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Currently I am analyzing a multiple regression model to test the effect of 2 continuous predictors (P1 and P2) and 1 discrete predictor (P3, two levels) on a continuous response variable (RV). The model has the following form:

lm(RV~ P1*P2*P3, data)

The assumptions of homoscedasticity and normality do not seem to be seriously violated, as shown by the diagnostic plots (residual plot and QQ plot). Furthermore, there is no serious case of multicollinearity (variance inflation factor VIF <10). I decided to construct all possible interaction terms since it makes sense conceptually.

Now for my questions: How should I visualize and interpret the interation terms when (1) all predictors as well as all 2-way interactions are significant and (2) all predictors, all 2-way interactions as well as the 3-way interaction are significant. For multiple regression models with only 2 predictors, visualization and interpretation of a significant interaction is relatively straightforward and well documented. However, for a case with 3 predictors (especially with multiple interactions), I have not been able to find a satisfactory solution. In case of a 3-way-ANOVA i would decompose it into simple two-way interactions, simple simple main effect or simple simple pairwise comparisons (depending on the significance of the interactions) with appropriate posthoc tests. Does anyone know how to proceed in these two multiple regression cases?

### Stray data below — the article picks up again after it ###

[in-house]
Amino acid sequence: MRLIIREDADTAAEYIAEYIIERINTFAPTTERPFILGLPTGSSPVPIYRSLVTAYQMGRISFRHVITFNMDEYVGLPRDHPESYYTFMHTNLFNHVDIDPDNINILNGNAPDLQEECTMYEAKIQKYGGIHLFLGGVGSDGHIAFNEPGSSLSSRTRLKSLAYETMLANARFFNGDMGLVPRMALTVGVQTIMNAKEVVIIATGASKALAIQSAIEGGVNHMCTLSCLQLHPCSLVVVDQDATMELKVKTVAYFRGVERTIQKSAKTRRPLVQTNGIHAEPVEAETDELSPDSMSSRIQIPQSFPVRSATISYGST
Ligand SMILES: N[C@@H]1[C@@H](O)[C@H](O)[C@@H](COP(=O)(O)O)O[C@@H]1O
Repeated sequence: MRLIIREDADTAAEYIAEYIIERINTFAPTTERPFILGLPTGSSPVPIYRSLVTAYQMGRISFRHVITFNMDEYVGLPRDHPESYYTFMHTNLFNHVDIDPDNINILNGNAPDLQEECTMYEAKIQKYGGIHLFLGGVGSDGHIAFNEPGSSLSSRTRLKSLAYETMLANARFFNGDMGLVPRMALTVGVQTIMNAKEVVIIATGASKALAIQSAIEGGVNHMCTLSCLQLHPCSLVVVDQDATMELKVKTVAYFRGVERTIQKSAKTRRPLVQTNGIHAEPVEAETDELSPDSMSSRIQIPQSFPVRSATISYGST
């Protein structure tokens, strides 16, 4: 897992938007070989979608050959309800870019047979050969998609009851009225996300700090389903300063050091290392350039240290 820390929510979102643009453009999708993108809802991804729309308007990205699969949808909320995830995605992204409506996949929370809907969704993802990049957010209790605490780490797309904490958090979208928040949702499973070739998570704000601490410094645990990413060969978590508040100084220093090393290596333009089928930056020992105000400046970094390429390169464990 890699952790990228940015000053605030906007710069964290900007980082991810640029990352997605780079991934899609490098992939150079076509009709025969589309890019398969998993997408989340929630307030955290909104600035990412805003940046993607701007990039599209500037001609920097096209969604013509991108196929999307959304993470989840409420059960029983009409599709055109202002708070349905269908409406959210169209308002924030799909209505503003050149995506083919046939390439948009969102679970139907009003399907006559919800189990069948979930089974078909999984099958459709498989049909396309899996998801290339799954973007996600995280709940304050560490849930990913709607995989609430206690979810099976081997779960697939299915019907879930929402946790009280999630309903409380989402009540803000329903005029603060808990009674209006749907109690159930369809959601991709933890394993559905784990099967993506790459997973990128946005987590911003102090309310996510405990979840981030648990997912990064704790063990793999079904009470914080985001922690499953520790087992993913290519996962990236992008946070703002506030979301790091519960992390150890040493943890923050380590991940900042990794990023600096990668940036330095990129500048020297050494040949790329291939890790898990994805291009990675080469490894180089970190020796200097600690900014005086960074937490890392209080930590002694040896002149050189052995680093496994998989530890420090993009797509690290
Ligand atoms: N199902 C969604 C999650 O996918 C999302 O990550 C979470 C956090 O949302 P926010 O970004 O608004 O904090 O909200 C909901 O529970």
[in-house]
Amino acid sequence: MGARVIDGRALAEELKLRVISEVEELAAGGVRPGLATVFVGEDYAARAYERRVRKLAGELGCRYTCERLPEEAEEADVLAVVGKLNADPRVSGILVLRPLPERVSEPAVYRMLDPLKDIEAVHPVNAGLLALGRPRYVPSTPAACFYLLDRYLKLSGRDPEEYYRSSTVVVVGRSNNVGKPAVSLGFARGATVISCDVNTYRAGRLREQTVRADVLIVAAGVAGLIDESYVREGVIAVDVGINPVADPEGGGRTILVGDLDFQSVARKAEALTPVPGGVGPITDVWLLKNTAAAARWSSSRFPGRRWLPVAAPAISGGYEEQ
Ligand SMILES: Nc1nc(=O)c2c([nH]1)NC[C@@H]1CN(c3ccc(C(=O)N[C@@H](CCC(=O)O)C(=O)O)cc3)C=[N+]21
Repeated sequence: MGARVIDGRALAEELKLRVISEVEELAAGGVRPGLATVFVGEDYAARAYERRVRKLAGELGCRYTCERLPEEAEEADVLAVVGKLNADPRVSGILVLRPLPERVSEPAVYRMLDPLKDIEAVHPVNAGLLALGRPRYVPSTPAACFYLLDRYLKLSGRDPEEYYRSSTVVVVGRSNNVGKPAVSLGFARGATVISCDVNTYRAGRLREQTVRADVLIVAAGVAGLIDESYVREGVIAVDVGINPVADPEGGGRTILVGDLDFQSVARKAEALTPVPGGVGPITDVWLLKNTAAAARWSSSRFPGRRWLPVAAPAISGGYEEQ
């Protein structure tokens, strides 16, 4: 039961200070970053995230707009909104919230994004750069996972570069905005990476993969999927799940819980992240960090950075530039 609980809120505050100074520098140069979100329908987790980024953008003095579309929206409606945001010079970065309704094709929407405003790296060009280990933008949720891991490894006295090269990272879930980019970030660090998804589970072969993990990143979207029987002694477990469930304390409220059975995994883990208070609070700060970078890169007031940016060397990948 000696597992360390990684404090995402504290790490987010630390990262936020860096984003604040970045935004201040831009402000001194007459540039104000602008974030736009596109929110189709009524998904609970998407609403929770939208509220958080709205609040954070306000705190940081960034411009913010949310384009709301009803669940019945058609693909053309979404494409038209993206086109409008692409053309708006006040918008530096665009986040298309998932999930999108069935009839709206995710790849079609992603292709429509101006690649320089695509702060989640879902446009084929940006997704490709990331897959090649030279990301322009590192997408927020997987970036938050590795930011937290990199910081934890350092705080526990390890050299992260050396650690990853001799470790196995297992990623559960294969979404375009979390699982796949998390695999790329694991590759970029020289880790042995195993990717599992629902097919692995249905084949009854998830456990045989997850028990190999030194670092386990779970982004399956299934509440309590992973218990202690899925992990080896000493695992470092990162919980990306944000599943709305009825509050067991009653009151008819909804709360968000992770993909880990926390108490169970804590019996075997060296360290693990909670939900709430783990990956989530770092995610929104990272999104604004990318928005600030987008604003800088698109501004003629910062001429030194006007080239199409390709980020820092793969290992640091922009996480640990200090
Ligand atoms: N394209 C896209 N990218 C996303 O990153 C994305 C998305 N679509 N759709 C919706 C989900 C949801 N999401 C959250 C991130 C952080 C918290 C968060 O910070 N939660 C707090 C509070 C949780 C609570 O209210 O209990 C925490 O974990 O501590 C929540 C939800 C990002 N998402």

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Choose sets of predictor values based on your understanding of the subject matter, and display estimated results for them. Make sure that the combinations of predictor values make sense and aren't extrapolations beyond the data you have.

Consider a set of plots.

For example, you could show side-by-side contour plots of the estimated outcome as a function of the two continuous predictors, one plot for each level of your discrete predictor.

You could plot estimated outcome versus one continuous predictor for each level of the binary predictor, at a set of representative discrete values for the second continuous predictor. Use color coding or line types to distinguish the levels of the binary predictor and the chosen discrete values of the second continuous predictor. Then produce another plot that switches the continuous/discrete representation of the two continuous predictors. That has the advantage that confidence intervals could also be displayed.

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